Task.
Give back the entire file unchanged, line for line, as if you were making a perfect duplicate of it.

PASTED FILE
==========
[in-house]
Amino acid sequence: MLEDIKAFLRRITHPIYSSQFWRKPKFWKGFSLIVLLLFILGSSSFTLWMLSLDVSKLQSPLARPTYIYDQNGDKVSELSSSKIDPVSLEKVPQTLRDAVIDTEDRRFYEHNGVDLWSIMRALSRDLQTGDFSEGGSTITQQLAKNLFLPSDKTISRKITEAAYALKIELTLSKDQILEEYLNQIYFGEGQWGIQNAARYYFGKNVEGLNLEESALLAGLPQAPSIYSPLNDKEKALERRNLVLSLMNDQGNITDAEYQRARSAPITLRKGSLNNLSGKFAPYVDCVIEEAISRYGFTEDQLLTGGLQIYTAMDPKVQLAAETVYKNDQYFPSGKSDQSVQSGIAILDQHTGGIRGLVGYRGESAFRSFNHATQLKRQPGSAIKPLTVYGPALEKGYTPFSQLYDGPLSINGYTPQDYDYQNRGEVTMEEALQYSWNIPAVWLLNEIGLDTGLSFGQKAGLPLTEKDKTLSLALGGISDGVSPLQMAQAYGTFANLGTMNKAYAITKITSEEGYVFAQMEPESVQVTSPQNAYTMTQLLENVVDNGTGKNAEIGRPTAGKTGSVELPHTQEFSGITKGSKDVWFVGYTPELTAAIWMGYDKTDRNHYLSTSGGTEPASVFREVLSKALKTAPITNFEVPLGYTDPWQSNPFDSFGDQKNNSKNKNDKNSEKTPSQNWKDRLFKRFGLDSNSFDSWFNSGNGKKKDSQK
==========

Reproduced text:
[in-house]
Amino acid sequence: MLEDIKAFLRRITHPIYSSQFWRKPKFWKGFSLIVLLLFILGSSSFTLWMLSLDVSKLQSPLARPTYIYDQNGDKVSELSSSKIDPVSLEKVPQTLRDAVIDTEDRRFYEHNGVDLWSIMRALSRDLQTGDFSEGGSTITQQLAKNLFLPSDKTISRKITEAAYALKIELTLSKDQILEEYLNQIYFGEGQWGIQNAARYYFGKNVEGLNLEESALLAGLPQAPSIYSPLNDKEKALERRNLVLSLMNDQGNITDAEYQRARSAPITLRKGSLNNLSGKFAPYVDCVIEEAISRYGFTEDQLLTGGLQIYTAMDPKVQLAAETVYKNDQYFPSGKSDQSVQSGIAILDQHTGGIRGLVGYRGESAFRSFNHATQLKRQPGSAIKPLTVYGPALEKGYTPFSQLYDGPLSINGYTPQDYDYQNRGEVTMEEALQYSWNIPAVWLLNEIGLDTGLSFGQKAGLPLTEKDKTLSLALGGISDGVSPLQMAQAYGTFANLGTMNKAYAITKITSEEGYVFAQMEPESVQVTSPQNAYTMTQLLENVVDNGTGKNAEIGRPTAGKTGSVELPHTQEFSGITKGSKDVWFVGYTPELTAAIWMGYDKTDRNHYLSTSGGTEPASVFREVLSKALKTAPITNFEVPLGYTDPWQSNPFDSFGDQKNNSKNKNDKNSEKTPSQNWKDRLFKRFGLDSNSFDSWFNSGNGKKKDSQK